CHRONIC FUTURE - KILLING CANCER will premier on April 5th, 2012, at the Harkins Theater on Shea and Scottsdale Road in Scottsdale. Media are invited to the 5:00pm airing (limited seating) with a Q & A to follow. A VIP airing will start at 7:00pm. CRONIC FUTURE will remain in rotation through the month of April at this Harkins Theater.
CHRONIC FUTURE is a documentary created by Henry Miller and Cory Pritchard. It tells the story of Arizona’s Governor, Janet Brewer’s attempt to close down medical marijuana dispensaries and Allan Sobol, along with advocate attorney Tom Dean, fight to keep them. After the win in court, the story continues as it introduces patient after patient with debilitating ailment where medical marijuana healing ingredients have successfully treated the disease.
Perhaps the biggest revolution to this story is the apparent success and healing power that cannabis has when used to treat cancer patients. Cannabis Science (nasd otcbb:CBIS) is a pioneering US biotech company that is developing pharmaceutical cannabis products. Cannabis Science has worked with 4 patients who administered Cannabis Science approved extracts to self-treat basal cell and squamous cell carcinomas (skin cancer).
The film covers everything from seed to success in the political and medical arena. As the unfortunate dark side the film also illuminates and exposes the story of how the government has avoided and covered up the successful medicinal use of marijuana, and decades of hypocrisy and misdirected messaging.
Photo-documentation on the Cannabis Science website ( www.cannabisscience.com ), shows that concentrated marijuana extract, topically applied to skin cancer, dramatically reduces the tumor burden and in some cases appears to have eliminated the cancer as confirmed by biopsy.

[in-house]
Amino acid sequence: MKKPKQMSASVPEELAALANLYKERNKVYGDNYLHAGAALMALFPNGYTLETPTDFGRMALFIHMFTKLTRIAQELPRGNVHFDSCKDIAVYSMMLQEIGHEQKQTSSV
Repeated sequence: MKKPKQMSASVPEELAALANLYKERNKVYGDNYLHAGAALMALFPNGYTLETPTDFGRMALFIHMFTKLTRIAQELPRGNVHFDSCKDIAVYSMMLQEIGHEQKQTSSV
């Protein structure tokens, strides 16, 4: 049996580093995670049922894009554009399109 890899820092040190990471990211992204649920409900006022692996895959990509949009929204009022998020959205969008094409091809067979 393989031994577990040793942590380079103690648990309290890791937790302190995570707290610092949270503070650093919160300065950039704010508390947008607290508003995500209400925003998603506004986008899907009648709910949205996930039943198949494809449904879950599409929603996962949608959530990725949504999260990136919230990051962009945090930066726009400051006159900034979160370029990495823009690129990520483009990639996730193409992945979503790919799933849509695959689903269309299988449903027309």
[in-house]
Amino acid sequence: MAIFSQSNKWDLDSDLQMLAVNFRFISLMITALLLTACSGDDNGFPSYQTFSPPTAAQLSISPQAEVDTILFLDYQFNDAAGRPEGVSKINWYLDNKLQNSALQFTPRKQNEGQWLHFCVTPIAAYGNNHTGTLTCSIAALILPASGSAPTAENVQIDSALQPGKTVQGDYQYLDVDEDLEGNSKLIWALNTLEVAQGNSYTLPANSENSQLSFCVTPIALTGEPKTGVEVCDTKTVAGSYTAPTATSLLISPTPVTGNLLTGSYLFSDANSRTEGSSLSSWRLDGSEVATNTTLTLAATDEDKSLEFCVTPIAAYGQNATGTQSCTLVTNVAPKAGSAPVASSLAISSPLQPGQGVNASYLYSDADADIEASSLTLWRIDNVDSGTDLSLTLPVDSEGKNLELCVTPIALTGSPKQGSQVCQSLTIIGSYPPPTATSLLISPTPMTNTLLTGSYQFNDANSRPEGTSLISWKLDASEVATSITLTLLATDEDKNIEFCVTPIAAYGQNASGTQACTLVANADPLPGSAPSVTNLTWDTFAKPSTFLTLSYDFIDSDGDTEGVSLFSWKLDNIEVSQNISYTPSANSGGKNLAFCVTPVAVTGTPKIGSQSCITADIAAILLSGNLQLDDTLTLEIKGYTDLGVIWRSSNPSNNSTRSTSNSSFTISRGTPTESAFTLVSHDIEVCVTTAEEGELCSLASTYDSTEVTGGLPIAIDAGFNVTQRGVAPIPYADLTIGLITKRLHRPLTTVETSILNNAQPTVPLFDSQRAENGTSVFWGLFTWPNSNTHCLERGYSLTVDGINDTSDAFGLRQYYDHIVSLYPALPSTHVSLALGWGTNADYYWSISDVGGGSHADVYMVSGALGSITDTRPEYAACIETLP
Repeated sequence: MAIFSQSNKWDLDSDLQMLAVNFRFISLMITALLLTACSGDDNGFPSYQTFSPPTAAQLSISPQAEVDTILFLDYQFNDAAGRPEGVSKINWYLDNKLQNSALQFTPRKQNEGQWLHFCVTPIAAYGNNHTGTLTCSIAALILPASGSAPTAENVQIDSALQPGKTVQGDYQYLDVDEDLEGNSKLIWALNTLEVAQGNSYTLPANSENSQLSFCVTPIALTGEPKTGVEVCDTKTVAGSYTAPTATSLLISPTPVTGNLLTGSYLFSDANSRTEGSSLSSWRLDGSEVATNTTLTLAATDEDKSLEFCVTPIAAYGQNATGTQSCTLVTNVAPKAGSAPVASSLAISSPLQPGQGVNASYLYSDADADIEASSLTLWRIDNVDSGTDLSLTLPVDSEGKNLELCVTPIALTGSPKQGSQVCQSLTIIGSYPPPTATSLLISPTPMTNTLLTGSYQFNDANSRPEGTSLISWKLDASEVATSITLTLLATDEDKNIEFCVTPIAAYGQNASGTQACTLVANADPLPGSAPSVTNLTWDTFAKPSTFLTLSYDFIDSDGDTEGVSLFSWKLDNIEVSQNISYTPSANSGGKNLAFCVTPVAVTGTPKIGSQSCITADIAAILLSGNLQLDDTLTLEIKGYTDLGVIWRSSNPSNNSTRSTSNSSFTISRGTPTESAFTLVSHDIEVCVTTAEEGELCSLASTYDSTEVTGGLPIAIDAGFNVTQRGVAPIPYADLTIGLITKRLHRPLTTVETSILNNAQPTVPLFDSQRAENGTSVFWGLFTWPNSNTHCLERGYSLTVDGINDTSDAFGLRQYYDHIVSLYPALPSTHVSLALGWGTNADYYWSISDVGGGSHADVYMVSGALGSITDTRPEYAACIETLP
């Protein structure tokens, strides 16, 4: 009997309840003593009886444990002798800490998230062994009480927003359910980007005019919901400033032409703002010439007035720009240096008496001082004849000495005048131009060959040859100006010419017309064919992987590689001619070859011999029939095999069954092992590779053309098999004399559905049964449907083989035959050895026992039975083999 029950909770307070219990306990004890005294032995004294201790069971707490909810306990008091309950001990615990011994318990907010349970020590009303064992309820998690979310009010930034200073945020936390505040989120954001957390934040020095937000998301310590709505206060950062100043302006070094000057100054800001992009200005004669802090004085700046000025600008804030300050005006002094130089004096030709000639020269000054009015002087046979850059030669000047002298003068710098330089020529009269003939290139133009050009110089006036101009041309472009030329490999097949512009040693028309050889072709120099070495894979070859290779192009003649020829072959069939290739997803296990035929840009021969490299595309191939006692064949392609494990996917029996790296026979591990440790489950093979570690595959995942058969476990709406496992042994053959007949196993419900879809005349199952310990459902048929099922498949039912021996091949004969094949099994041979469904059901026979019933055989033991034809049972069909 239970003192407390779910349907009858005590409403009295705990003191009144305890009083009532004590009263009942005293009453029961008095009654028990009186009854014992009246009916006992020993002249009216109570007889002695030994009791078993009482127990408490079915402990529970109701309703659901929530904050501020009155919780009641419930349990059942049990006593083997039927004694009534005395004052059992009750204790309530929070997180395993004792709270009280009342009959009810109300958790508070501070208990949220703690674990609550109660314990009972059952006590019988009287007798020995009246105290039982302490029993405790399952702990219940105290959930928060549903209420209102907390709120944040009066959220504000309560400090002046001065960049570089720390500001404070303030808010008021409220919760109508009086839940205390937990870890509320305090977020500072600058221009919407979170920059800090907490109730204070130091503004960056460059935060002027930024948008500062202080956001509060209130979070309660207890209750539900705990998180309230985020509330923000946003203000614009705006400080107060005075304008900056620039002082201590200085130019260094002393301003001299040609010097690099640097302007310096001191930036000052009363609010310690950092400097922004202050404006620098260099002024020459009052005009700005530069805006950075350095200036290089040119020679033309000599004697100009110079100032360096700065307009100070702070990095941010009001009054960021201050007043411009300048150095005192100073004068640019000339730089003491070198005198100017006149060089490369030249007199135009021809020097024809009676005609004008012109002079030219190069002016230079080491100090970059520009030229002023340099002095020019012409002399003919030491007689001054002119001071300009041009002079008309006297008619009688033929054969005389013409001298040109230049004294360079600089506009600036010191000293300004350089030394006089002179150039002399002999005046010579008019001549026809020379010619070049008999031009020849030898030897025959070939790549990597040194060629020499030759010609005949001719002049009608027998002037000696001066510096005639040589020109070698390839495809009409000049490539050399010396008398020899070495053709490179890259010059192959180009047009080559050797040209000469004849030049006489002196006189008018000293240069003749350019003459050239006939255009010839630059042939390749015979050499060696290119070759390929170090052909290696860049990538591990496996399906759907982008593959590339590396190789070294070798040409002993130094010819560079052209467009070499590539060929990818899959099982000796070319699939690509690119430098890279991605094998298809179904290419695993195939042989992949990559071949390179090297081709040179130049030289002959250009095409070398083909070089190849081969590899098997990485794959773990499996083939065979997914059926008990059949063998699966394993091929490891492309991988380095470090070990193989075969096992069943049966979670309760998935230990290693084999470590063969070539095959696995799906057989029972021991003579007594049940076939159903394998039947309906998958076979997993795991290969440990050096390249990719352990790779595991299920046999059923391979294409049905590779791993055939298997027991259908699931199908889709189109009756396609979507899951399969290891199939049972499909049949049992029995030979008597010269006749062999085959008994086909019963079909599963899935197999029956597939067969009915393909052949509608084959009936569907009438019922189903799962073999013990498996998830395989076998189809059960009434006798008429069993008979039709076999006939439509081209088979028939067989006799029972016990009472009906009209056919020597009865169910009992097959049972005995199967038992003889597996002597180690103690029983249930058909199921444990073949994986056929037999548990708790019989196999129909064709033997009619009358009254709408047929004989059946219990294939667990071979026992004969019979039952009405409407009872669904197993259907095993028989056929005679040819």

Dr. Melamede comments, "Chronic Future is a very important film. It highlights the extent to which prohibitionists are willing to impede the voice of American Citizens as expressed at the ballot box. How is it possible that our representatives in the various levels of government are allowed to get away actions that are undemocratic, and in fact treasonous. The documentary should outrage every American.”
LA marijuana dispensary workers join labor union
Category: News | Posted on Fri, March, 23rd 2012 by THCFinder
Marijuana dispensary workers in Los Angeles have joined a labor union to fight for their jobs in an industry that the federal government considers illegal.
Workers at 14 pot shops have formed the "medical cannabis and hemp division" of the United Food and Commercial Workers, Local 770. The 35,000-member union also represents grocery clerks, pharmacists and health care workers.
"This is the next step in professionalizing and stabilizing this new sector of the health care industry," Local 770 President Rick Icaza said at a news conference Thursday. "This is a positive step towards successfully integrating compassionate care into our system of health care."
Los Angeles currently caps the number of medical marijuana dispensaries, but the City Council is considering a full ban in light of a court decision that limits its ability to regulate them.
Icaza said the union would use its considerable political weight to pressure officials to find an alternative to a total ban.
That help will be welcome, said Yamileth Bolanos, president of the Greater Los Angeles Collectives Alliance, which represents dispensaries.
"It's time to bring in some big guns," she told the Los Angeles Times ( http://lat.ms/GQqPfS). "Not only are they threatening access for patients, they're also trying to take jobs away from our employees."